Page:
• “Volume” is an optional parameter that you can specify to add volumes to your containers. A container volume is a logical storage unit in a container platform used to store and manage application data. Fargate supports non-persistent empty data volumes for containers.

    This is what our container definition looks like after migrating to Fargate:

    Post migration, your platform looks like this:

Benefits of Migration

Migrating from Amazon EC2 to Amazon Fargate offers many business benefits, such as cost savings, improved scalability and availability, enhanced security, and simplified management.

  • No more EC2 instances to manage: There are no EC2 instances for you to manage, maintain, and patch. Also, you’ll have no AMI or security updates, which means zero management overhead for developers. You will get more time to focus on developing applications.
  • Cost savings: Fargate is highly cost-effective as you pay for what you use, and there is no over-provisioning. You will be charged for only running containerized tasks as the service uses CPU and memory resources-based pricing.
  • Scaling: Scaling your Fargate tasks is almost instantaneous. You can dynamically scale your running tasks based on CPU, memory, and other metrics. You no longer have to deal with scaling EC2 “fleets” for your containers or taking care of bin packing to get your instance to run cost-effectively.
  • Compliance and security: Using Fargate gives you out-of-the-box security. Containers running on the AWS Fargate Launch Type now meet the criteria for ISO, PCI, SOC 1, SOC 2, and SOC 3 compliance, along with the requirements for HIPAA eligibility.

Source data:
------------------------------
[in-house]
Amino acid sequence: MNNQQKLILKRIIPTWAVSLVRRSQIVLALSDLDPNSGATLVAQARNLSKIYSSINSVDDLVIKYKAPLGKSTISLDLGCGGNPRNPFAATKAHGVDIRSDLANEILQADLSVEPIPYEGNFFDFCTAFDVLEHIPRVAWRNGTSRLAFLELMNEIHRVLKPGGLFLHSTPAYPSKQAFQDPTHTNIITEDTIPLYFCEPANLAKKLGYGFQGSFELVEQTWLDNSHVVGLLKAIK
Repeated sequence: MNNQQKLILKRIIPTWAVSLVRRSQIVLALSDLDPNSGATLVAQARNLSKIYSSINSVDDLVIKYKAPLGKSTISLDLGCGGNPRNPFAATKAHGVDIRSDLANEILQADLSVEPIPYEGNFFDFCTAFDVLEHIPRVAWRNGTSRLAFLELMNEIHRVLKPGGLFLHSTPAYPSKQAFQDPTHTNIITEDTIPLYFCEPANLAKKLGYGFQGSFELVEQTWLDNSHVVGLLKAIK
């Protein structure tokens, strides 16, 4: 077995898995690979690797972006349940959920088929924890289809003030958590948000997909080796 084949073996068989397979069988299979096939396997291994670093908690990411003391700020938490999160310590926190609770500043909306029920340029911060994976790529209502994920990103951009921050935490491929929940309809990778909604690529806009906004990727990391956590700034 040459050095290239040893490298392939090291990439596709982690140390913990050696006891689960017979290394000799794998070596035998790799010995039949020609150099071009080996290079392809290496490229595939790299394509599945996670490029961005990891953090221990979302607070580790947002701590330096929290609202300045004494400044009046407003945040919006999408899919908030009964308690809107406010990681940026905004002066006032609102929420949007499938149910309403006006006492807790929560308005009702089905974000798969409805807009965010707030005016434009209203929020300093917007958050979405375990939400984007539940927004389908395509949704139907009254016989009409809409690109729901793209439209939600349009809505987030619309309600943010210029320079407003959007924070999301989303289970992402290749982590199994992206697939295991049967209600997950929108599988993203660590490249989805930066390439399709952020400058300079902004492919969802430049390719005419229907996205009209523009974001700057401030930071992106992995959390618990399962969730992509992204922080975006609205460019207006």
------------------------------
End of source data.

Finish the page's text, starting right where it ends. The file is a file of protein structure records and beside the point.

AWS Fargate offers businesses a powerful combination of scalability, cost-efficiency, and improved security. By migrating from EC2 to Fargate, companies can simplify the process of building and deploying applications, free up valuable developer time, and reduce costs.

Migrating from AWS ECS to Fargate is straightforward when you use Terraform or similar automation tools. You just need to change a few fields and configuration parameters in the Terraform script to move your service to Fargate. ECS running on Fargate can deliver a serverless experience, significantly changing how you build, deploy, and scale your applications. We hope this guide has provided valuable insights and guidance for your migration journey and look forward to seeing its positive impact on your business.